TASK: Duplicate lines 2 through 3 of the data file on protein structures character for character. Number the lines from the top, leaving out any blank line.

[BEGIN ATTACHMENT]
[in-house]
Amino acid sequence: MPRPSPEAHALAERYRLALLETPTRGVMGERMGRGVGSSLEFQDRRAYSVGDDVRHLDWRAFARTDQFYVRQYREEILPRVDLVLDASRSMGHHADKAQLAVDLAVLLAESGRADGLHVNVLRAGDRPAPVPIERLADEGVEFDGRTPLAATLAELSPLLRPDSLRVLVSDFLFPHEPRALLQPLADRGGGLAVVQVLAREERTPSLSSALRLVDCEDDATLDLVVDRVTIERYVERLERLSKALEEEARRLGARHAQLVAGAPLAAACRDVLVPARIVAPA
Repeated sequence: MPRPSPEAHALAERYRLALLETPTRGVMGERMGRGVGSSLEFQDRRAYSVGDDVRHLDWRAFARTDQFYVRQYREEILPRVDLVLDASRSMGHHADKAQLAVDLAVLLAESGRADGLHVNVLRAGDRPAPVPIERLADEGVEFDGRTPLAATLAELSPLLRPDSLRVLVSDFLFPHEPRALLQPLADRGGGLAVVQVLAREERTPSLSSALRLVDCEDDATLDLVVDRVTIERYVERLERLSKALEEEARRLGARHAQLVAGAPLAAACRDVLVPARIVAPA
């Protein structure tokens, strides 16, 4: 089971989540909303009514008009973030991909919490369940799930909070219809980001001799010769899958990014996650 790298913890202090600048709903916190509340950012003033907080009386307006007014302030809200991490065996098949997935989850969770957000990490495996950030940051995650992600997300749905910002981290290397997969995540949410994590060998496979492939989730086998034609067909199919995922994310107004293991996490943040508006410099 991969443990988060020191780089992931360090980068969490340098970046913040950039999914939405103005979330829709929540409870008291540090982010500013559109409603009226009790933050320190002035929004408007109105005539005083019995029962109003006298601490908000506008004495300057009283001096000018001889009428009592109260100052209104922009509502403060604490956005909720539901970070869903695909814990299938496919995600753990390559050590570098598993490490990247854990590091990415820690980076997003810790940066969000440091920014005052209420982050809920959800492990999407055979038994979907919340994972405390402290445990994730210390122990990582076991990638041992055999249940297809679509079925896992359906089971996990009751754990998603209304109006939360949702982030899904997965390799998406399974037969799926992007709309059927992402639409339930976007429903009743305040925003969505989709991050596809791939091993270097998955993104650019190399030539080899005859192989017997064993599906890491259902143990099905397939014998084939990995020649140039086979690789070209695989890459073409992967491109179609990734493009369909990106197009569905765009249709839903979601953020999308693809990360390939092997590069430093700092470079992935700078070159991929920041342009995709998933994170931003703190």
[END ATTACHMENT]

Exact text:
Amino acid sequence: MPRPSPEAHALAERYRLALLETPTRGVMGERMGRGVGSSLEFQDRRAYSVGDDVRHLDWRAFARTDQFYVRQYREEILPRVDLVLDASRSMGHHADKAQLAVDLAVLLAESGRADGLHVNVLRAGDRPAPVPIERLADEGVEFDGRTPLAATLAELSPLLRPDSLRVLVSDFLFPHEPRALLQPLADRGGGLAVVQVLAREERTPSLSSALRLVDCEDDATLDLVVDRVTIERYVERLERLSKALEEEARRLGARHAQLVAGAPLAAACRDVLVPARIVAPA
Repeated sequence: MPRPSPEAHALAERYRLALLETPTRGVMGERMGRGVGSSLEFQDRRAYSVGDDVRHLDWRAFARTDQFYVRQYREEILPRVDLVLDASRSMGHHADKAQLAVDLAVLLAESGRADGLHVNVLRAGDRPAPVPIERLADEGVEFDGRTPLAATLAELSPLLRPDSLRVLVSDFLFPHEPRALLQPLADRGGGLAVVQVLAREERTPSLSSALRLVDCEDDATLDLVVDRVTIERYVERLERLSKALEEEARRLGARHAQLVAGAPLAAACRDVLVPARIVAPA